Place, publisher, year, edition, pages
2014. Vol. 64, no 2, 323-329 p.
National Category
Physiology Basic Medicine
Research subject
Medical Science; Physiology
URN: urn:nbn:se:uu:diva-195487DOI: 10.1161/HYPERTENSIONAHA.114.03519ISI: 000339120700023PubMedID: 24866144OAI: oai:DiVA.org:uu-195487DiVA: diva2:607663
Available from: 2013-02-25 Created: 2013-02-25 Last updated: 2014-08-19Bibliographically approved
In thesis
1. Aspects of Regulation of GFR and Tubular Function in the Diabetic Kidney: Roles of Adenosine, Nitric Oxide and Oxidative Stress
Open this publication in new window or tab >>Aspects of Regulation of GFR and Tubular Function in the Diabetic Kidney: Roles of Adenosine, Nitric Oxide and Oxidative Stress
2013 (English)Doctoral thesis, comprehensive summary (Other academic)
Abstract [en]

Diabetic nephropathy is the main cause for initiation of renal replacement therapy and early symptoms in patients include increased glomerular filtration rate (GFR), decreased oxygen tension and albuminuria, followed by a progressive decline in GFR and loss of kidney function. Experimental models of diabetes display increased GFR, decreased tissue oxygenation and nitric oxide bioavailability. These findings are likely to be intertwined in a mechanistic pathway to kidney damage and this thesis investigated their roles in the development of diabetic nephropathy. In vivo, diabetes-induced oxidative stress stimulates renal tubular Na+ transport and in vitro, proximal tubular cells from diabetic rats display increased transport-dependent oxygen consumption, demonstrating mechanisms contributing to decreased kidney oxygenation. In control animals, endogenous adenosine reduces vascular resistance of the efferent arteriole via adenosine A2-receptors resulting in reduced filtration fraction. However, in diabetes, adenosine A2-signalling is dysfunctional resulting in increased GFR via increased filtration fraction. This is caused by reduced adenosine A2a receptor-mediated vasodilation of efferent arterioles. The lack of adenosine-signaling in diabetes is likely due to reduced local adenosine concentration since adenosine A2a receptor activation reduced GFR only in diabetic animals by efferent arteriolar vasodilation. Furthermore, sub-optimal insulin treatment also alleviates increased filtration pressure in diabetes. However, this does not affect GFR due to a simultaneously induction of renal-blood flow dependent regulation of GFR by increasing the filtration coefficient. In diabetes, there is decreased bioavailability of nitric oxide, resulting in alterations that may contribute to diabetes-induced hyperfiltration and decreased oxygenation. Interestingly, increased plasma concentration of l-arginine, the substrate for nitric oxide production, prevents the development of increased GFR and proteinuria, but not increased oxygen consumption leading to sustained intra-renal hypoxia in diabetes. This thesis concludes that antioxidant treatment directed towards the NADPH oxidase as well maneuvers to promote nitric oxide production is beneficial in diabetic kidneys but is targeting different pathways i.e. transport-dependent oxygen consumption in the proximal tubule by NADPH oxidase inhibition and intra-renal hemodynamics after increased plasma l-arginine. Also, the involvement and importance of efferent arteriolar resistance in the development of diabetes-induced hyperfiltration via reduced adenosine A2a signaling is highlighted.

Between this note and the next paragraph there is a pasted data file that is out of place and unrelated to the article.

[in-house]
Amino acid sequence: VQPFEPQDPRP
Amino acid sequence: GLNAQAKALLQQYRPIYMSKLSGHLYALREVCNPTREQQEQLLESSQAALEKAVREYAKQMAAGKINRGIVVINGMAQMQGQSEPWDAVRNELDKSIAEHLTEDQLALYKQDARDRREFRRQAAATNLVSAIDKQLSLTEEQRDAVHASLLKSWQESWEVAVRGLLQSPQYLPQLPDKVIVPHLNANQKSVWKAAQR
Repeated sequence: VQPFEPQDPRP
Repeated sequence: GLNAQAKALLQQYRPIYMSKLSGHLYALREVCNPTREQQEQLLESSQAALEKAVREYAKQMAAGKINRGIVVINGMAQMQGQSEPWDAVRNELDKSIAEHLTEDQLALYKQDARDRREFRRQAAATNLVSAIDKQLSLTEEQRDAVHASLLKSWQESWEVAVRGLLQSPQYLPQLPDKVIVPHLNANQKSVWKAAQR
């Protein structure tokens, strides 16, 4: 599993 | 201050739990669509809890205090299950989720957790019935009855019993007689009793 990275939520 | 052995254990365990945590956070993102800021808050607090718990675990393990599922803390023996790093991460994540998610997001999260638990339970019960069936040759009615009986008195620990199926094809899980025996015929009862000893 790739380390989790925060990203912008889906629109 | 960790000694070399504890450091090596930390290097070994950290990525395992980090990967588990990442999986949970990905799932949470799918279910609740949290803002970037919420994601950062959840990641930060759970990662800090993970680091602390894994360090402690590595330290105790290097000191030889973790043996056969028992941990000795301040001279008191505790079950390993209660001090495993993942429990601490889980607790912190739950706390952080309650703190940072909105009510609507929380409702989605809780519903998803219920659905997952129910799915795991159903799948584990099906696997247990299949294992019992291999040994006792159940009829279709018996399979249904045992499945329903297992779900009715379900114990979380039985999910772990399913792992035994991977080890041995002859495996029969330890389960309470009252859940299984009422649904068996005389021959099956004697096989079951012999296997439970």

Place, publisher, year, edition, pages
Uppsala: Acta Universitatis Upsaliensis, 2013. 54 p.
Digital Comprehensive Summaries of Uppsala Dissertations from the Faculty of Medicine, ISSN 1651-6206 ; 871
diabetes, diabetic nephropathy, glomerular filtration rate, renal blood flow, insulin, renal hemodynamics, micropuncture, oxygen, NADPH-oxidase, apocynin, streptozotocin, l-arginine, CGS21680, rats, mice
National Category
Research subject
Physiology; Medical Science
urn:nbn:se:uu:diva-195956 (URN)978-91-554-8610-5 (ISBN)
Public defence
2013-04-19, A1:107a, BMC, Husargatan 3, Uppsala, 09:15 (Swedish)
Available from: 2013-03-26 Created: 2013-03-01 Last updated: 2013-04-02Bibliographically approved